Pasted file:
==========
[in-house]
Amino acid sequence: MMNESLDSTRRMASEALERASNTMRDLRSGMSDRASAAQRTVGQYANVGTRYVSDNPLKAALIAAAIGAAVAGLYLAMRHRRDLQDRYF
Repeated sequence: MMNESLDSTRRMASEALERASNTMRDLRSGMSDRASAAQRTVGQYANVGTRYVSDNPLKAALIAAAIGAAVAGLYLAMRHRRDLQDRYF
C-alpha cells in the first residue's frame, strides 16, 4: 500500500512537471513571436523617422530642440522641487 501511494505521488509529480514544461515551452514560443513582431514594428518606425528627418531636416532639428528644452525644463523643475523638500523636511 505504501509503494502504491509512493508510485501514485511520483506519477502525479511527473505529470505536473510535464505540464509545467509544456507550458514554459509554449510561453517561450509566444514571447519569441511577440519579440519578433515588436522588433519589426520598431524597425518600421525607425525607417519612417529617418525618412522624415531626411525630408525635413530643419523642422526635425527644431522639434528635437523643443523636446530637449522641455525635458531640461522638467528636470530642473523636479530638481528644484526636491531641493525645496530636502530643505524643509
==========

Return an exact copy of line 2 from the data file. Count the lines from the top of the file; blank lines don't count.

Amino acid sequence: MMNESLDSTRRMASEALERASNTMRDLRSGMSDRASAAQRTVGQYANVGTRYVSDNPLKAALIAAAIGAAVAGLYLAMRHRRDLQDRYF